“So there is actually a specific encounter with two strangers that I tell over and over again during formal dinners or drunken sloppy Happy Hours. It’s not my trip to Turks & Caicos or Paris or even Vietnam. It is actually an encounter in Baltimore. I tell it because it’s funny, dynamic, hopeful, involves a love story and someone dies. Okay, maybe not the last two. But all things considered, it could make a melodramatic scene in a movie. Haha. It was an underwhelming yet subconscious-changing event.
In the encounter, many things could have gone wrong. It was the trust between the parts — the individuals in this story — which made it utterly beautiful. This story began with a road trip I took last October when I turned 23. I wanted to travel but I didn’t have the funds, I wasn’t sure how long I could take off of work, and I was super superstitious about not making traveling plans during Mercury Retrograde. I decided to take my best friend’s advice – “If you can’t travel afar, then start in the states!” Retrograde was over and I convinced him (it wasn’t very hard) to do a Foliage Road Trip from New Jersey to Virginia. On the second day, we made a stop in Baltimore to visit a friend and explore the city.
While shooting on this fantastic street in Baltimore, Maryland, a lovely man walked out from one of the colorful soapbox homes lining the small block. You can tell that this man had more color and personality than this street alone. I instantly began to tell him about our work to make him comfortable. Truth is, we were loitering around this neighborhood and the residences may easily mistake our awe and creativity for more ill-intentioned reasons. To our surprise, we found out way more about him than a conventional conversation would lead to. In fact, he invited us in to see what the inner workings of these picturesque homes would look like. This could have easily been the start of a sick thriller, maybe a new Hannibal. Plenty of things went through my mind upon his offer. My imagination was, perhaps, too active. I looked at my best friend for some sort of confirmation. Were we going to play safe or were we going to just say, “fuck it!” Even to our surprise, well not really, we picked the latter. If we were going to die, why not die in a stranger’s home with blue doors?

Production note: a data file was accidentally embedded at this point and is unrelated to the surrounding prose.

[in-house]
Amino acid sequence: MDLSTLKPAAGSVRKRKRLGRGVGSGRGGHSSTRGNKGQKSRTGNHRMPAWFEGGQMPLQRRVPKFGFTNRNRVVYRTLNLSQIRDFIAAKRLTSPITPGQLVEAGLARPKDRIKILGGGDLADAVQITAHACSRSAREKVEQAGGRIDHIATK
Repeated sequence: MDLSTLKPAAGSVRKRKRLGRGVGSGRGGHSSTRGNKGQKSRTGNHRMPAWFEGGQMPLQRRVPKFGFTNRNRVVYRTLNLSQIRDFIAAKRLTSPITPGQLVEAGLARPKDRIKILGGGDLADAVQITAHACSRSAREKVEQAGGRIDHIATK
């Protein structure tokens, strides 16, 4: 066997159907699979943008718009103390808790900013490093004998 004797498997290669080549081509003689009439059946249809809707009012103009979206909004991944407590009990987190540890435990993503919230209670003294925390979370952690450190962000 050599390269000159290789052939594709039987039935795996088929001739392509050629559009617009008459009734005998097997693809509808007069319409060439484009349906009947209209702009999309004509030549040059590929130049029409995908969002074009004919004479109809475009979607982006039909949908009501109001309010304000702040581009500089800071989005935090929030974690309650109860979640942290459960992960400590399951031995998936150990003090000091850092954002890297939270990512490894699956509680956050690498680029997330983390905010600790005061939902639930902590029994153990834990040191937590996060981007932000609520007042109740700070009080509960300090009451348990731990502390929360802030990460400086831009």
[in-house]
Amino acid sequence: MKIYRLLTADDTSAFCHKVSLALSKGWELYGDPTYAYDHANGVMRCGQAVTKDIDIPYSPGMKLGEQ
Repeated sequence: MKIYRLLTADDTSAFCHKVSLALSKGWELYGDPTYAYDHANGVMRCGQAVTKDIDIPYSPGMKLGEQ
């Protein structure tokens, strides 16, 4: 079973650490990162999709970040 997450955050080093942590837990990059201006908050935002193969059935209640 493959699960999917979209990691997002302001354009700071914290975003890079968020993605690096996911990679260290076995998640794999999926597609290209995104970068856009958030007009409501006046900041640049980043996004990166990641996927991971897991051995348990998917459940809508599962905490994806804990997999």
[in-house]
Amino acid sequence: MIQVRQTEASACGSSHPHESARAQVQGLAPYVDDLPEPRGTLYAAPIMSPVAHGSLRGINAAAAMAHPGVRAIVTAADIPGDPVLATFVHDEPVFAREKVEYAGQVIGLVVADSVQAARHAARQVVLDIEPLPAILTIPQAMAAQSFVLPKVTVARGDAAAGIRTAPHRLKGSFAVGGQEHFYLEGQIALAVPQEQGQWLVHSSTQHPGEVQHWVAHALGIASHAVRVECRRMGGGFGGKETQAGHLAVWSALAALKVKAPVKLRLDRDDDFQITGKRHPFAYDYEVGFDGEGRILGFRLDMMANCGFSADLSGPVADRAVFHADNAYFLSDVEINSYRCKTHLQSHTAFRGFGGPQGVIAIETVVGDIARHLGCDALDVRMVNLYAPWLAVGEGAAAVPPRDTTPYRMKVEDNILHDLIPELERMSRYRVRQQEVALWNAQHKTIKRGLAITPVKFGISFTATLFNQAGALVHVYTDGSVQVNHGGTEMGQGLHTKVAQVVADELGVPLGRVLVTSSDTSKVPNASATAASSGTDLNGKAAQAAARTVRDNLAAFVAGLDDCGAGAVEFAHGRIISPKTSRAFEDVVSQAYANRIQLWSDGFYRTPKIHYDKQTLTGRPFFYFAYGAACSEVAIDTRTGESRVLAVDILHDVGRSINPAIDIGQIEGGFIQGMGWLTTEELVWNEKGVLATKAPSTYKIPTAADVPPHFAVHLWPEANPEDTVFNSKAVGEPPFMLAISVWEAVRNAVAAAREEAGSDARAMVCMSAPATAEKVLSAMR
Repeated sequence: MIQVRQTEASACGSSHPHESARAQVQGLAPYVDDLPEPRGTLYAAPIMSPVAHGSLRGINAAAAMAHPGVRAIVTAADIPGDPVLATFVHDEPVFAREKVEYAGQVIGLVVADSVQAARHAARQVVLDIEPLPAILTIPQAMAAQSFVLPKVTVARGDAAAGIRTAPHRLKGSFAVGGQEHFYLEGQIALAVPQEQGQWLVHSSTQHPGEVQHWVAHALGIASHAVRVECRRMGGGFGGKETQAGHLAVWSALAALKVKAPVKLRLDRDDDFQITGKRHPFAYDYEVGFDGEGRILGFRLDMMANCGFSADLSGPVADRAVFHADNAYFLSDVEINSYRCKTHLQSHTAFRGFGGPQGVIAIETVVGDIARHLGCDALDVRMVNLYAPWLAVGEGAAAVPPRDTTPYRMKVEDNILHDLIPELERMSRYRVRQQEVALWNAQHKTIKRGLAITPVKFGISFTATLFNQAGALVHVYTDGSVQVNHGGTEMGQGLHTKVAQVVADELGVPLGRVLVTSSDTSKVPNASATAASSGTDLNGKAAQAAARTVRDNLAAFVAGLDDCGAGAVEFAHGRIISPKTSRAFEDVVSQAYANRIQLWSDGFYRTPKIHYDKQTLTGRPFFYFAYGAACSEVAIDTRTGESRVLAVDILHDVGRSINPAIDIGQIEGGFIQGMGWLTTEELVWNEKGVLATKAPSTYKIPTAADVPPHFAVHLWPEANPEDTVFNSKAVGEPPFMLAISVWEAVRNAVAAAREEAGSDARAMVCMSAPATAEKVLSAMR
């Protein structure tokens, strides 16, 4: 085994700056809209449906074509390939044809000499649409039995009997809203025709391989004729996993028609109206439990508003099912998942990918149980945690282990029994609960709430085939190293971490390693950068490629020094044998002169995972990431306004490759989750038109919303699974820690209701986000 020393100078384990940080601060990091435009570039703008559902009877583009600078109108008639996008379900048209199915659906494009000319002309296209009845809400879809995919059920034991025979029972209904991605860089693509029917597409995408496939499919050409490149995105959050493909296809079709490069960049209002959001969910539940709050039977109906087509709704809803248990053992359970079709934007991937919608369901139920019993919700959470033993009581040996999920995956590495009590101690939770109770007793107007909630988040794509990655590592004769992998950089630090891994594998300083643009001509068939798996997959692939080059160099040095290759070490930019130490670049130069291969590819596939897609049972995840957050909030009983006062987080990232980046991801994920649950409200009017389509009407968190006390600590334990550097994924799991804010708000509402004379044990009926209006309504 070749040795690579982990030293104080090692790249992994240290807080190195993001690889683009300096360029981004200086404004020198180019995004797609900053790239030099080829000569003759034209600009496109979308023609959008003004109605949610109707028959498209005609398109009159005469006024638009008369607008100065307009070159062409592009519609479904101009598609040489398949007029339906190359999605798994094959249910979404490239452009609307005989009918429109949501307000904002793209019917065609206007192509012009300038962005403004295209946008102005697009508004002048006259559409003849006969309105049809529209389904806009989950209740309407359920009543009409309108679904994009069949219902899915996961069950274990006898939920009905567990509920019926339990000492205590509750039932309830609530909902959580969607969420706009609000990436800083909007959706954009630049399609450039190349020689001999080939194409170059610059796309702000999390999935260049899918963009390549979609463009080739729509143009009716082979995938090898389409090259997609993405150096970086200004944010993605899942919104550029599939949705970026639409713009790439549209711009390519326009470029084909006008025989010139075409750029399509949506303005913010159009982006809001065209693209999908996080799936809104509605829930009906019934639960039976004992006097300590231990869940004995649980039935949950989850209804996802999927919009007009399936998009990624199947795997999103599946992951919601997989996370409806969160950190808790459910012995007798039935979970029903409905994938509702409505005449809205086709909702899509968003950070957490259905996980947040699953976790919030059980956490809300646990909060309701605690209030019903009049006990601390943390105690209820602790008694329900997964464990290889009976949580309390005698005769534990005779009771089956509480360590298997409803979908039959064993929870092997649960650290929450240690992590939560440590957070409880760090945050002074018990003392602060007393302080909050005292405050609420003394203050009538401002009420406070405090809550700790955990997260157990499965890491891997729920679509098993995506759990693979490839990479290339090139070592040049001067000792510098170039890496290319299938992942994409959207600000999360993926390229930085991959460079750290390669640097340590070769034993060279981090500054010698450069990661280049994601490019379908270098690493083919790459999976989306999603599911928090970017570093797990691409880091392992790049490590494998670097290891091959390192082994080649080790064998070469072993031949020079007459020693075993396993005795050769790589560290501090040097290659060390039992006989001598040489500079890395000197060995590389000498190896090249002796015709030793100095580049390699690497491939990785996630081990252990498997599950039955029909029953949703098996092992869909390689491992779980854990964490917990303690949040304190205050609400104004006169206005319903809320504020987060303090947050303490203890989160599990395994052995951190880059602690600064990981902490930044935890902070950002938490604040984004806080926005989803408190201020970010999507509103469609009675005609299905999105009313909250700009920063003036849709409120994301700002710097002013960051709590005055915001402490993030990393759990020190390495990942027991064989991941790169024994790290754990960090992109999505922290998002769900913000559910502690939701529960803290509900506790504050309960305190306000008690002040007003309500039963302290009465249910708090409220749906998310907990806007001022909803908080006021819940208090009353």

Anyway, the only thing that caught us completely off guard was an S&M swing in his basement. Other than that, the home fits the colorful homeowner seamlessly. He offered us wine, which we sipped generously. We talked politics, education, his efforts against homelessness, and some of his occupations over the years – flight attendant, researcher at NYU, non-profit, and now a black jack dealer. This man had stories for days and he had the years and age to back it up. He didn’t know too many people since he moved to Baltimore. He only moved into this state just two months prior. We were now one wine bottle deep into a spontaneous house warming party with a room full of strangers. “You have someone at the door,” my best friend noted pointing towards the front door, which was wide open. The only thing that was preventing the chilly wind from entering his home was a glass door giving us a pleasurable view of his neighbors’ orange and red doors. The host peered towards the speculated stranger and with the sweetest smile said, “That’s my homeless friend.” Funny he said that because we would’ve never came up with that conclusion. He was dressed casually but well and smelled pleasant. Our host gave the “homeless” man his own seat and grabbed an ottoman from another room to sit on. Two is a pair. Three is company. Four is a party.
This new guest changed my mind about every stereotype I had on homeless people. He was incredibly intelligent, absolutely relatable, and truly a lovely individual. He shared his own stories with us, from his alcoholic father to his own drug addiction. He told us how beautiful his kids are and the incredible things these young ones are accomplishing. Our host gave him the only meal he had in his fridge, an Indian frozen dinner. At one point in the evening, our host left us alone in his home for 15-20 minutes to grab some bread. So many things could have gone wrong. I couldn’t fathom how much trust was placed in all of our hands, individually. It was mind opening. When he returned, he had bread, but he also came back with 5 different types of cheeses and another bottle of wine. This experience really expanded my view on people as well as my preconceived notion on trust. Talk about amazing. I’m just glad I had someone I knew next to me to tell me, ‘Hey, this is real life right now.'”
098/100 of #100DaysofConfessions Instagram Project
**Lynn Kim Do is the editor, style influencer and brand consultant behind Neckbreakin’ Style. You can follow more of her adventures here: http://www.neckbreakinstyle.com/**
Photo: Juliano Riscala